Dec 312017
 
Set keyboard states (Cap/num lock, etc.).
File SETTINGS.ZIP from The Programmer’s Corner in
Category Utilities for DOS and Windows Machines
Set keyboard states (Cap/num lock, etc.).
File Name File Size Zip Size Zip Type
CL.COM 16 16 stored
CU.COM 16 16 stored
FAST.COM 11 11 stored
NL.COM 16 16 stored
NU.COM 16 16 stored
REBOOT.COM 16 16 stored
SETTINGS.DOC 4957 2157 deflated
SL.COM 16 16 stored
SLOW.COM 11 11 stored
SU.COM 16 16 stored

Download File SETTINGS.ZIP Here

Contents of the SETTINGS.DOC file


This package of short programs provides the ability to set or
unset the 3 locking keys on the PC keyboard: Caps Lock, Num Lock,
and Scroll Lock; to set Fast or Slow mode on Turbo XT Clones; and
to reboot. The programs are primarily intended to be used in
batch files, to automatically establish conditions which could
otherwise be set from the keyboard. They should work on MS-DOS
Version 2 and beyond.


Keyboard Control Programs:

The keyboard control programs are listed below; rename them if
the names I have chosen are in conflict with other programs you
use:

CL.COM Caps Lock CU.COM Caps Unlock
NL.COM Num Lock NU.COM Num Unlock
SL.COM Scroll Lock SU.COM Scroll Unlock

Operating instructions are simple: just run the right program.

Since the keyboard indicator lights for the locking modes on some
computers are controlled internally by the keyboard and not by the
computer, the lights may not indicate the true keyboard status if
you change it under program control.

Technical note:

These programs operate by setting or clearing bits 4 through 6 at
location 40:17H in the BIOS area of memory. The 8 bits of that
byte are used as shown below; 1 = set, 0 = unset:

Bit masks
Set Unset

0 Right shift key down 01 FE
1 Left shift key down 02 FD
2 Ctrl key down 04 FB
3 Alt key down 08 F7
4 Scroll Lock Mode 10 EF
5 Num Lock Mode 20 DF
6 Caps Lock Mode 40 BF
7 Insert Mode 80 7F

If for some obscure reason you need a program to set or unset any
of these other states, just use DEBUG on one of the existing set
or unset programs and change the byte at location 106 to the
necessary bit mask. All the set programs are identical except
for the mask, as are all the unset programs. If you are deep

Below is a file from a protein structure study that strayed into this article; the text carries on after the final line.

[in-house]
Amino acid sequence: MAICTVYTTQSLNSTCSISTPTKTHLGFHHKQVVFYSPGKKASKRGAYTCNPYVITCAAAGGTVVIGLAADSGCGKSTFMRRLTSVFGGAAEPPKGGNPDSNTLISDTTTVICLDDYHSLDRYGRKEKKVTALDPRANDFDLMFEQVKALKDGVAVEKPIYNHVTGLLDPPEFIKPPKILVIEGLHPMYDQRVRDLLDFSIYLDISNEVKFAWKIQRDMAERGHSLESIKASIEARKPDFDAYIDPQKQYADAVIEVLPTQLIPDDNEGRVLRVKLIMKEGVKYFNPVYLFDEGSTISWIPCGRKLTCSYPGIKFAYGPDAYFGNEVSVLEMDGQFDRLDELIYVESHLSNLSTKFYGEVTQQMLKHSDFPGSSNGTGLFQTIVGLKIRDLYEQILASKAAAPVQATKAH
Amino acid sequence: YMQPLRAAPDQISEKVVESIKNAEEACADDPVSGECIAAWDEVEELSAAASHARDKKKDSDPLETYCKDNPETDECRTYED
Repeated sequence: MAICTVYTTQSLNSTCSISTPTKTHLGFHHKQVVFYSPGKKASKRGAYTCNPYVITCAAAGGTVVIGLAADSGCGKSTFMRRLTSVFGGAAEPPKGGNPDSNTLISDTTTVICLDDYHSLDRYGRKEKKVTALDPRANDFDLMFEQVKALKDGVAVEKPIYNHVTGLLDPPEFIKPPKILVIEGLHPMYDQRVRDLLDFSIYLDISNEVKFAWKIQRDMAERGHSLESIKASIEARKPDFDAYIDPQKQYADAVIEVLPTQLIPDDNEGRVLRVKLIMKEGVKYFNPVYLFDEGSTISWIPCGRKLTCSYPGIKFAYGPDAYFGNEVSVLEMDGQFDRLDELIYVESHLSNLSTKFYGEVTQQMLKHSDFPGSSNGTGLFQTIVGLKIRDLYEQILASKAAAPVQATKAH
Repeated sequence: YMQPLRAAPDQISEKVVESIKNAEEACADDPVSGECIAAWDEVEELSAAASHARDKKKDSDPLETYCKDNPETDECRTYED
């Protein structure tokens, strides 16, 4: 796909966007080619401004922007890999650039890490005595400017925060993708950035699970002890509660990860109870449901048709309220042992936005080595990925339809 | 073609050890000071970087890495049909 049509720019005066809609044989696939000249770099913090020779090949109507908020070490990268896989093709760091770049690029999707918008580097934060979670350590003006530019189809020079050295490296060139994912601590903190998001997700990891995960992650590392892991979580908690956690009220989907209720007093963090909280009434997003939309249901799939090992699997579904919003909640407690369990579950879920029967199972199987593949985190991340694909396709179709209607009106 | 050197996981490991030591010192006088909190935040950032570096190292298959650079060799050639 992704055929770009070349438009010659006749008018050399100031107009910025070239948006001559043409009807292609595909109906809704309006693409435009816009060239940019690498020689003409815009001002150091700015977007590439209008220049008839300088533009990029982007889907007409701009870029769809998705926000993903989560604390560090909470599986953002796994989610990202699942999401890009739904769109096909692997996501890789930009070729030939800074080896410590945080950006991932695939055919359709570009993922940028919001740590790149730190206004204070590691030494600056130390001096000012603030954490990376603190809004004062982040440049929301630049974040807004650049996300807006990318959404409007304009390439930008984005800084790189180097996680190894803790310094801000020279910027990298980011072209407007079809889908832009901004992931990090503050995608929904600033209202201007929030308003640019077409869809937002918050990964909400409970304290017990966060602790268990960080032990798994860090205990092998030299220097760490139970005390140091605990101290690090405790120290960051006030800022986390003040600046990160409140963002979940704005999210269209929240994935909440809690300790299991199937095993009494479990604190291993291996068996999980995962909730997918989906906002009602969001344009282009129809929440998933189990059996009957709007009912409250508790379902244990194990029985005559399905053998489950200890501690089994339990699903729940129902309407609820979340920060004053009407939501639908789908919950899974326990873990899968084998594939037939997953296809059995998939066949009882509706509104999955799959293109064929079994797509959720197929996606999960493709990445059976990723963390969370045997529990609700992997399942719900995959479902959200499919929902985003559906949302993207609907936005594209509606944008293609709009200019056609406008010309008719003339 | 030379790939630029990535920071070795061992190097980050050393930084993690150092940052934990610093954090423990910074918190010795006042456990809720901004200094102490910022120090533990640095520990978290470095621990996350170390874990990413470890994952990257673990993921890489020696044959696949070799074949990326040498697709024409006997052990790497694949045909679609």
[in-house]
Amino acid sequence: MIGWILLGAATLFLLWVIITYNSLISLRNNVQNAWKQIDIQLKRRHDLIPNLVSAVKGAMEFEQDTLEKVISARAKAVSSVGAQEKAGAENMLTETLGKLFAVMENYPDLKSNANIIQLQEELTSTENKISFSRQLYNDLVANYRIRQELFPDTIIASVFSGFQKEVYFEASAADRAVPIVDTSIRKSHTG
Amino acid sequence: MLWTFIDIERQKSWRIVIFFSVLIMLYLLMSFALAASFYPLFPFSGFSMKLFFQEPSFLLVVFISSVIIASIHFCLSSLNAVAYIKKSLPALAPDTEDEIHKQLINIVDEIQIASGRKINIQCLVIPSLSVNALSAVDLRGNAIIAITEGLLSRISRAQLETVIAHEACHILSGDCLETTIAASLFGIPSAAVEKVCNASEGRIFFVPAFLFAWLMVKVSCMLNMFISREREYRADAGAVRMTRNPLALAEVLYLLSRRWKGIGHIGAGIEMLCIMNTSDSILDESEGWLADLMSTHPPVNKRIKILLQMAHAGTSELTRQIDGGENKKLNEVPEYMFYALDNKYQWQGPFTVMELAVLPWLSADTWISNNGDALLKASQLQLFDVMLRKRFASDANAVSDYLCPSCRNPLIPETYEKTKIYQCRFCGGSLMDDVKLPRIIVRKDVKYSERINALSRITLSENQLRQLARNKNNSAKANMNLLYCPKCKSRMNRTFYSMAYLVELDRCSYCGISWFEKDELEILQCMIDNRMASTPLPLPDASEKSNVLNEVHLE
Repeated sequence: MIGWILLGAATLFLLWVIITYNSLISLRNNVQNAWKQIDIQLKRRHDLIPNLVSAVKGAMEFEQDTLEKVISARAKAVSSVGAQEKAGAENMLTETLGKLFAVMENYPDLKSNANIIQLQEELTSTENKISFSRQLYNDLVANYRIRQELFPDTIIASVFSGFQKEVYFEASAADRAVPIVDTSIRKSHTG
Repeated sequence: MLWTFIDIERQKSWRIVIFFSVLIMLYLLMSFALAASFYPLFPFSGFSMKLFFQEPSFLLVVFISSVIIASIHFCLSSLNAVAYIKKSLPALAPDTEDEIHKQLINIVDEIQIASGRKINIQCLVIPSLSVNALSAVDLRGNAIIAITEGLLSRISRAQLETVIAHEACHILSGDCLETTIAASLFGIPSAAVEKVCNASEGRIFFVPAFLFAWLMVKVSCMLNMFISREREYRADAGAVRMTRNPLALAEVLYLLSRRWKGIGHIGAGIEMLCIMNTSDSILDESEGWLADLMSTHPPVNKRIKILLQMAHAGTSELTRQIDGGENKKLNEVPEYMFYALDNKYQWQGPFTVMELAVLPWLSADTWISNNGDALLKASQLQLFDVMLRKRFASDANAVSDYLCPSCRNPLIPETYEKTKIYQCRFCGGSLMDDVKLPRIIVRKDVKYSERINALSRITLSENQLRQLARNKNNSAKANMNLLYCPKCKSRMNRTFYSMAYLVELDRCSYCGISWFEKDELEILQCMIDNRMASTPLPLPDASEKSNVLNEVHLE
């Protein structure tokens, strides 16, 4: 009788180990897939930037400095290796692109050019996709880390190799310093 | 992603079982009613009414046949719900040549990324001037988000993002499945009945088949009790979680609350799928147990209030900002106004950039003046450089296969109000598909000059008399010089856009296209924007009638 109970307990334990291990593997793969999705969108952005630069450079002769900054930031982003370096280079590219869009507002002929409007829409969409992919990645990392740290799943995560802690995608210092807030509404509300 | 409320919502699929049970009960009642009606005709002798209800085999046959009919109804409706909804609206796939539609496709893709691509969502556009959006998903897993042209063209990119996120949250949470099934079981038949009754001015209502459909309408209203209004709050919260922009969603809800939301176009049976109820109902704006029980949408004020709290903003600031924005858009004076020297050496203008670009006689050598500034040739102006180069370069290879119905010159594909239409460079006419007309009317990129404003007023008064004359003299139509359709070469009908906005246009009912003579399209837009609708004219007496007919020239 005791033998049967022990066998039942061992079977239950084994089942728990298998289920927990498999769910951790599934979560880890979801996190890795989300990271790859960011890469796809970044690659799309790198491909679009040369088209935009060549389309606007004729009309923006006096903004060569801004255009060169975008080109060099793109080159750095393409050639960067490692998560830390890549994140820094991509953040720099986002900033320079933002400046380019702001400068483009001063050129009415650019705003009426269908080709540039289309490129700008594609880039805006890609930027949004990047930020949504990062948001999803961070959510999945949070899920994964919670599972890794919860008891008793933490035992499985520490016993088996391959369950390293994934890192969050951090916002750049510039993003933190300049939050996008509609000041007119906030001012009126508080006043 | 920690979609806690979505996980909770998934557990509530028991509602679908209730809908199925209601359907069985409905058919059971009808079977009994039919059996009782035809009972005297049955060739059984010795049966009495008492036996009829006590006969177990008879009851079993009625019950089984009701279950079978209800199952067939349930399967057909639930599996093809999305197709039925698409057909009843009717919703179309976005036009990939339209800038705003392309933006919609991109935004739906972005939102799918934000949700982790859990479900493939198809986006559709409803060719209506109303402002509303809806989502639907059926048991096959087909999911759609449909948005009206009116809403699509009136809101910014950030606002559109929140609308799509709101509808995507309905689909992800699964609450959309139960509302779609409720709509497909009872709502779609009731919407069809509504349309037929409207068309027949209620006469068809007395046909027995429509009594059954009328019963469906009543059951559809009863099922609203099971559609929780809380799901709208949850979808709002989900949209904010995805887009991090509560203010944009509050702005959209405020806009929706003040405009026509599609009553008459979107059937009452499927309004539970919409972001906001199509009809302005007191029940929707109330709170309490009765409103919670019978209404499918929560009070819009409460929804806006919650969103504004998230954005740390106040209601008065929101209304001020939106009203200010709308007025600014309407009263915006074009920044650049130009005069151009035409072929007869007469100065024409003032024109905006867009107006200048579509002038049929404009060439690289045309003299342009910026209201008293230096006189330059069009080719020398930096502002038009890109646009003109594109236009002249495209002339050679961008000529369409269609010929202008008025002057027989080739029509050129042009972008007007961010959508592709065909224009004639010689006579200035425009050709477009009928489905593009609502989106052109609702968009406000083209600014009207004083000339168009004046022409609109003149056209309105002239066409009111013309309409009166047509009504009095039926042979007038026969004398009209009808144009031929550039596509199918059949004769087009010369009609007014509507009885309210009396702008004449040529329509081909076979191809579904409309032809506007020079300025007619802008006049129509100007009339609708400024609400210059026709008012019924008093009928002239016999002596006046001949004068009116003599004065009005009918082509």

enough into things to want to do this, I must assume that you know
how to do it.

My reference for the format of the BIOS memory area is Thom
Hogan's The Programmer's PC Sourcebook, Microsoft, 1988, page 183.


Turbo XT Clone Speed Control Programs:

Also included in this package are two programs, FAST.COM and
SLOW.COM, which select the fast or slow mode on Turbo XT clones.
They operate by respectively setting or clearing bit 2 of I/O Port
61H. Since Turbo XT clones are by definition not standard, this
location might well not be uniform in all machines. Try it and
find out. Operating instructions: just run the right program.

Unlike the keyboard mode lights, the turbo light on the computer
appears to be controlled by the same circuitry that controls the
turbo clock, so it should accurately reflect the setting you have
selected. If your computer requires you to choose between switch
control and keyboard control of the turbo mode, you will probably
have to select keyboard control in order for these two programs to
work. This is normally done with a jumper on the motherboard.

These programs are particularly useful in batch files, if you need
to execute one part of the batch at slow speed due to some
conflict with your peripherals. They should also permit you to
use the high and low speed settings if you replace the original
BIOS with one which does not recognize the turbo control keys.

My reference for these programs is PC Resource, February 1988,
page 27.


Reboot Program:

Finally, the program REBOOT.COM reboots the computer. I use it
in batch files to set up different environments in my system:
normal environment with all the TSRs loaded, minimum with none of
them, graphics with the mouse driver loaded, etc. Each batch
starts by copying the appropriate AUTOEXEC and CONFIG files from
my ENVIRONS directory into the root directory; then it optionally
runs the reboot program under control of a batch argument. A
typical batch looks like this:

copy \environs\autoexec.??? \autoexec.bat
copy \environs\config.??? \config.sys
if "%1"=="b" reboot
echo Files copied.
echo Reboot to establish new environment.

Using this technique I can immediately boot into the new
environment with an argument of 'b' on my batch command, or I can
leave the argument blank and just get things back to normal before
I finish up a session and shut off the machine. The quotation
marks in the IF command are there to prevent a syntax error when
the argument is left blank. The question marks just mean that
each particular environment is indicated by a separate file
extension.

The reboot technique was described in Tricks of the MS-DOS
Masters, The Waite Group, 1987, p 459.


Bruce B. Bottomley
Columbia, MD
301 992-3908


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